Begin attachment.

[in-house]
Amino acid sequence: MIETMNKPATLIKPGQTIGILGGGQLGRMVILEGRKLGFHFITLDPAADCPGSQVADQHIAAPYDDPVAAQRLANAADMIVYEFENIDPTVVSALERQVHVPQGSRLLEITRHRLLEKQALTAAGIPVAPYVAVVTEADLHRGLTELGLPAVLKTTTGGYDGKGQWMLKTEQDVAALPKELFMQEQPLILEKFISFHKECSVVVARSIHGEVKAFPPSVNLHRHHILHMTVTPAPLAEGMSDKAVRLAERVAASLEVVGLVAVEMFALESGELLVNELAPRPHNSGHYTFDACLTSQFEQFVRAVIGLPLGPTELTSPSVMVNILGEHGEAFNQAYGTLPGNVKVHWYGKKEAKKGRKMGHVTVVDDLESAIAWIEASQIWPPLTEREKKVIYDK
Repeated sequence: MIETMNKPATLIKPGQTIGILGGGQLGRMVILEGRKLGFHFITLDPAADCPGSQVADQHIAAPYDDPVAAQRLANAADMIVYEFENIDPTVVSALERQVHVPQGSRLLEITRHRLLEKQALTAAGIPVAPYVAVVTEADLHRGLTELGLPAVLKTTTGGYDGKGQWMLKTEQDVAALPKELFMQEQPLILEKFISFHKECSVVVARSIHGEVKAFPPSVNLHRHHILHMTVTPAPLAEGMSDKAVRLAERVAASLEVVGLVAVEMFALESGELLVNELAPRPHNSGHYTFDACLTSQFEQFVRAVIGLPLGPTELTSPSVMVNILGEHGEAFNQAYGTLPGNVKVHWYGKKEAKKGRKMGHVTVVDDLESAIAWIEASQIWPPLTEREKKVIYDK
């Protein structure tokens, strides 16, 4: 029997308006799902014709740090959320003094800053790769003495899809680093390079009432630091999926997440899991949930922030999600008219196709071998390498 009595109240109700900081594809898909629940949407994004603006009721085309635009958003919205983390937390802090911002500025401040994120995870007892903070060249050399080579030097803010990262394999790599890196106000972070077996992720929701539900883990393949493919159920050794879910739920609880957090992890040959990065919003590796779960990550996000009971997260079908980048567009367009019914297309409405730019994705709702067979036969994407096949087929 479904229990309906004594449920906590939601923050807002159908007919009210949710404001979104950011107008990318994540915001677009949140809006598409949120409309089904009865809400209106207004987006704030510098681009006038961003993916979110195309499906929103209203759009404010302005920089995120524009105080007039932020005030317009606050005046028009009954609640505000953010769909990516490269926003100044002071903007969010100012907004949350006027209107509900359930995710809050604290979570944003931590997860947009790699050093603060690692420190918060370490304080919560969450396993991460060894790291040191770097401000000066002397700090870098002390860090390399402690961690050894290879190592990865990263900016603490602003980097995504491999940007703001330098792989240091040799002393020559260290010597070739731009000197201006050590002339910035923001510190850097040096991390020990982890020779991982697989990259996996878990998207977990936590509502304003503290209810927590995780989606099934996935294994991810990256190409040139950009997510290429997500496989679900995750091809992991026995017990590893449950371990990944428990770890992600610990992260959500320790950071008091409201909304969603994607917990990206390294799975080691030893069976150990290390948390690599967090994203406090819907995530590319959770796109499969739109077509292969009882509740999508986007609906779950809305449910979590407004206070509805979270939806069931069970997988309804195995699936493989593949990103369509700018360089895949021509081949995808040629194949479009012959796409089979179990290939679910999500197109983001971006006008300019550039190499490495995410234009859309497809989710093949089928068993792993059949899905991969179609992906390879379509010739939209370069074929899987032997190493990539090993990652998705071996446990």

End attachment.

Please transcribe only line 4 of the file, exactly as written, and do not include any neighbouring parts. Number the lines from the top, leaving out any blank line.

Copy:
């Protein structure tokens, strides 16, 4: 029997308006799902014709740090959320003094800053790769003495899809680093390079009432630091999926997440899991949930922030999600008219196709071998390498 009595109240109700900081594809898909629940949407994004603006009721085309635009958003919205983390937390802090911002500025401040994120995870007892903070060249050399080579030097803010990262394999790599890196106000972070077996992720929701539900883990393949493919159920050794879910739920609880957090992890040959990065919003590796779960990550996000009971997260079908980048567009367009019914297309409405730019994705709702067979036969994407096949087929 479904229990309906004594449920906590939601923050807002159908007919009210949710404001979104950011107008990318994540915001677009949140809006598409949120409309089904009865809400209106207004987006704030510098681009006038961003993916979110195309499906929103209203759009404010302005920089995120524009105080007039932020005030317009606050005046028009009954609640505000953010769909990516490269926003100044002071903007969010100012907004949350006027209107509900359930995710809050604290979570944003931590997860947009790699050093603060690692420190918060370490304080919560969450396993991460060894790291040191770097401000000066002397700090870098002390860090390399402690961690050894290879190592990865990263900016603490602003980097995504491999940007703001330098792989240091040799002393020559260290010597070739731009000197201006050590002339910035923001510190850097040096991390020990982890020779991982697989990259996996878990998207977990936590509502304003503290209810927590995780989606099934996935294994991810990256190409040139950009997510290429997500496989679900995750091809992991026995017990590893449950371990990944428990770890992600610990992260959500320790950071008091409201909304969603994607917990990206390294799975080691030893069976150990290390948390690599967090994203406090819907995530590319959770796109499969739109077509292969009882509740999508986007609906779950809305449910979590407004206070509805979270939806069931069970997988309804195995699936493989593949990103369509700018360089895949021509081949995808040629194949479009012959796409089979179990290939679910999500197109983001971006006008300019550039190499490495995410234009859309497809989710093949089928068993792993059949899905991969179609992906390879379509010739939209370069074929899987032997190493990539090993990652998705071996446990």